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Lembeh: Muck Diving for the Luxury Traveler

Get down in the muck in Lembeh for the best muck diving in the world; cruise the bottom of the Lembeh Strait and beyond for otherworldly creatures.

Sulawesi is an odd-shaped island at the juncture of the Celebes, Java, and Banda seas, and with Manado as its main airport, Northern Sulawesi is a growing destination for intrepid divers who want off the normal tourist trail.

From here travelers can explore destinations like the natural beauty above and below the water of Bunaken, the black sand beaches of Malalayang, and the volcanoes of Tomohon, Mount Mahawu, and Mount Lokon. For diving enthusiasts who like to get down in the muck, Lembeh is not far away.

ABOVE: Hairy frogfish off Lembeh.

Manado it is the gateway to Lembeh Resort and the Lembeh Straight, the so-called “Capital of Muck Diving.”

Muck diving is really just that: diving in the muck. Why in heaven’s name would anyone want to do that when there are world-famous coral reefs and clear, blue water not too far away? Each and every dive is like a bit of a treasure hunt – a possibility to see something you haven’t seen before.

Muck diving is usually conducted in areas with sandy, often volcanic, bottoms. At first glance these dive sites might look deceptively desolate and uninhabited but with the right eye, travelers will find areas teeming with as much life as a reef.

ABOVE: Blue-ringed octopus.

While diving in Lembeh you can spot rare and unique critters that you couldn’t find diving elsewhere in the world. What makes Lembeh different for muck diving is that many of these rare creatures are concentrated in one area. To add to the uniqueness of the dives in Lembeh, divers will find themselves drifting over a dark, nearly black bottom. The sand in Lembeh, like Malalayang Beach, is pitch black.

“The dives aren’t deep, on average around 20 meters, giving the chance […] to have long and relax[ed] dives,” says Florent Horn, a diving instructor who worked in Lembeh for two years, describing the dives as, “mostly made of gentle black sand slopes.”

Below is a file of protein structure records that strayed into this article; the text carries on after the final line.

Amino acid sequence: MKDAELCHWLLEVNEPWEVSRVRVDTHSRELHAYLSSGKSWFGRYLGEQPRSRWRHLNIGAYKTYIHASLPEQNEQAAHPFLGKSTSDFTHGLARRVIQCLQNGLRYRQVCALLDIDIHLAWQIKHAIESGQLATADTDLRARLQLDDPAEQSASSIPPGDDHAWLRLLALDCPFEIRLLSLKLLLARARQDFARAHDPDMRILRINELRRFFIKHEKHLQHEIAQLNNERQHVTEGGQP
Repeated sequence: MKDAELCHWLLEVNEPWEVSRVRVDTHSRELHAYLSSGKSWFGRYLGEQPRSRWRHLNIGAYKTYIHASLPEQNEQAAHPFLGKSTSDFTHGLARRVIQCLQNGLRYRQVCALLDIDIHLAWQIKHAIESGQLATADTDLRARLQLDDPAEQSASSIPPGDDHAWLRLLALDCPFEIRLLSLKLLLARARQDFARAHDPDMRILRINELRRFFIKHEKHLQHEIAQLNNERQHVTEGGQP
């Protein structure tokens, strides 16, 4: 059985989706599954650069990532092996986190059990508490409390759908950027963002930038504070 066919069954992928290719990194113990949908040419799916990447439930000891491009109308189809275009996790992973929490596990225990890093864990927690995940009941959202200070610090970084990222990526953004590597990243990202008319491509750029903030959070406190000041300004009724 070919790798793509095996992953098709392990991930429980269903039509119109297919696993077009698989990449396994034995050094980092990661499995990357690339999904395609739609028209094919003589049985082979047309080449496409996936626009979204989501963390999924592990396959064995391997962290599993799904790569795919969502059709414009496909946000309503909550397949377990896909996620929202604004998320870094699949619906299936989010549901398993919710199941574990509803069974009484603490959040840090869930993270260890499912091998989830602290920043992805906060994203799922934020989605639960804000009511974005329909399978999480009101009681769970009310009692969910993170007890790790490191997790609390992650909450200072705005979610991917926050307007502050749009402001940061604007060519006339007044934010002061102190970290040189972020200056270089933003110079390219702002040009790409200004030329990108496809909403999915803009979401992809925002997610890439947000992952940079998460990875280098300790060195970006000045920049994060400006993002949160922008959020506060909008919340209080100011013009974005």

ABOVE: Orange juvenile frogfish walking on the black sand in Lembeh.

The visibility at the muck dive sites is a bit less than one would expect from diving in Indonesia (between 10 to 15 meters on average) due to the sensitive bottom composition. However these sites are mostly protected, with little to no current, creating excellent conditions to spend some time hovering near and observing the unique creatures.

Lembeh isn’t entirely off the tourist trail; there are still some luxury accommodations worth considering. Lembeh Resort is found hidden amongst the flourishing tropical vegetation on Lembeh Island east of the strait. It rests high up on the cliffs overlooking the ocean and a horizon scattered with small islets. Although the resort offers guided nature and village walks and relaxing massages at their in-house spa, the main attraction to Lembeh is the muck diving.

ABOVE: Nudibranch in Lembeh.

To date the marine biologists at Lembeh Resort have recorded nearly 700 unique creatures on their critter log. The dive sites in the area are home to eight different species of frogfish, including the furry-looking Hairy frog fish. Wonderpus, mimic octopus and the highly poisonous blue-ring octopus are included in the 12 species of octopodes found on the dive sites of Lembeh strait.

Seahorses and pipefish abound in the area with three species of pygmy seahorses and numerous pipe fish, including the intricate and ornate ghost pipe fish. The area is also home to the indigenous Lembeh sea dragon.

The dive site Nudi Falls, also known as Nudi Retreat, lives up to its name. A large variety of nudibranchs, including the squishy-looking sea hare, can be found on the coral bommies, walls, and slopes of this site. Flamboyant cuttlefish, sea moths, and a variety of shrimp are also hidden among the black sand and coral. This is also one of the best dive sites for night dives (conditions permitting).

To add to all the unique diving of Lembeh, there is also the opportunity to see mating Mandarin Fish, which engage in a fascinating mating dance, usually around sunset. As the sun is setting in the sky, underwater a female Mandarin fish approaches a larger male and rests on the pelvic fin of the male; then, the two place their bellies against each other and ascend about a meter off the bottom to release sperm and eggs into the water.

With its black, sandy bottoms, Lembeh doesn’t quite fit into the clichéd image of a tropical beach paradise. This is exactly the reason why the diving in the Lembeh strait is so unique.